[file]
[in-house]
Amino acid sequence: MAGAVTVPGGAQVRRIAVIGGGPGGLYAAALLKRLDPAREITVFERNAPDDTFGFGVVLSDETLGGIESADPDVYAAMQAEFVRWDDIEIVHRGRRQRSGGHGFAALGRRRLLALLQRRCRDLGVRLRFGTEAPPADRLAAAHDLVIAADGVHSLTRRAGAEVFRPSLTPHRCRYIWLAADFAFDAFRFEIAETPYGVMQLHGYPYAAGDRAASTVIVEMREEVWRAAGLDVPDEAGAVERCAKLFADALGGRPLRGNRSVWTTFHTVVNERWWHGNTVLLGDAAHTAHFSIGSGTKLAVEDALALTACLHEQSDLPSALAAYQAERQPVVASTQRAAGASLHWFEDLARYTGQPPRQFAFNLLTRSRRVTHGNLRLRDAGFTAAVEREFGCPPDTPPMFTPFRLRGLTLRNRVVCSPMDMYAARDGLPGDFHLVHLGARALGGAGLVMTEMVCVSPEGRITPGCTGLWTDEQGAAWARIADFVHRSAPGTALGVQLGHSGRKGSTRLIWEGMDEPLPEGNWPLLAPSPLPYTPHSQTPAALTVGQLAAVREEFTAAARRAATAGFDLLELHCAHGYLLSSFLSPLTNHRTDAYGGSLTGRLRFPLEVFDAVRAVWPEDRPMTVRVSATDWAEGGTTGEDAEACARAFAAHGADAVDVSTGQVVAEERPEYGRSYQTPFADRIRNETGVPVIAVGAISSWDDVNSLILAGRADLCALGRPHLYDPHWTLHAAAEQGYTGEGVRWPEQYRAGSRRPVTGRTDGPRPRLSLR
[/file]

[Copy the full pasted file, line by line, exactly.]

[in-house]
Amino acid sequence: MAGAVTVPGGAQVRRIAVIGGGPGGLYAAALLKRLDPAREITVFERNAPDDTFGFGVVLSDETLGGIESADPDVYAAMQAEFVRWDDIEIVHRGRRQRSGGHGFAALGRRRLLALLQRRCRDLGVRLRFGTEAPPADRLAAAHDLVIAADGVHSLTRRAGAEVFRPSLTPHRCRYIWLAADFAFDAFRFEIAETPYGVMQLHGYPYAAGDRAASTVIVEMREEVWRAAGLDVPDEAGAVERCAKLFADALGGRPLRGNRSVWTTFHTVVNERWWHGNTVLLGDAAHTAHFSIGSGTKLAVEDALALTACLHEQSDLPSALAAYQAERQPVVASTQRAAGASLHWFEDLARYTGQPPRQFAFNLLTRSRRVTHGNLRLRDAGFTAAVEREFGCPPDTPPMFTPFRLRGLTLRNRVVCSPMDMYAARDGLPGDFHLVHLGARALGGAGLVMTEMVCVSPEGRITPGCTGLWTDEQGAAWARIADFVHRSAPGTALGVQLGHSGRKGSTRLIWEGMDEPLPEGNWPLLAPSPLPYTPHSQTPAALTVGQLAAVREEFTAAARRAATAGFDLLELHCAHGYLLSSFLSPLTNHRTDAYGGSLTGRLRFPLEVFDAVRAVWPEDRPMTVRVSATDWAEGGTTGEDAEACARAFAAHGADAVDVSTGQVVAEERPEYGRSYQTPFADRIRNETGVPVIAVGAISSWDDVNSLILAGRADLCALGRPHLYDPHWTLHAAAEQGYTGEGVRWPEQYRAGSRRPVTGRTDGPRPRLSLR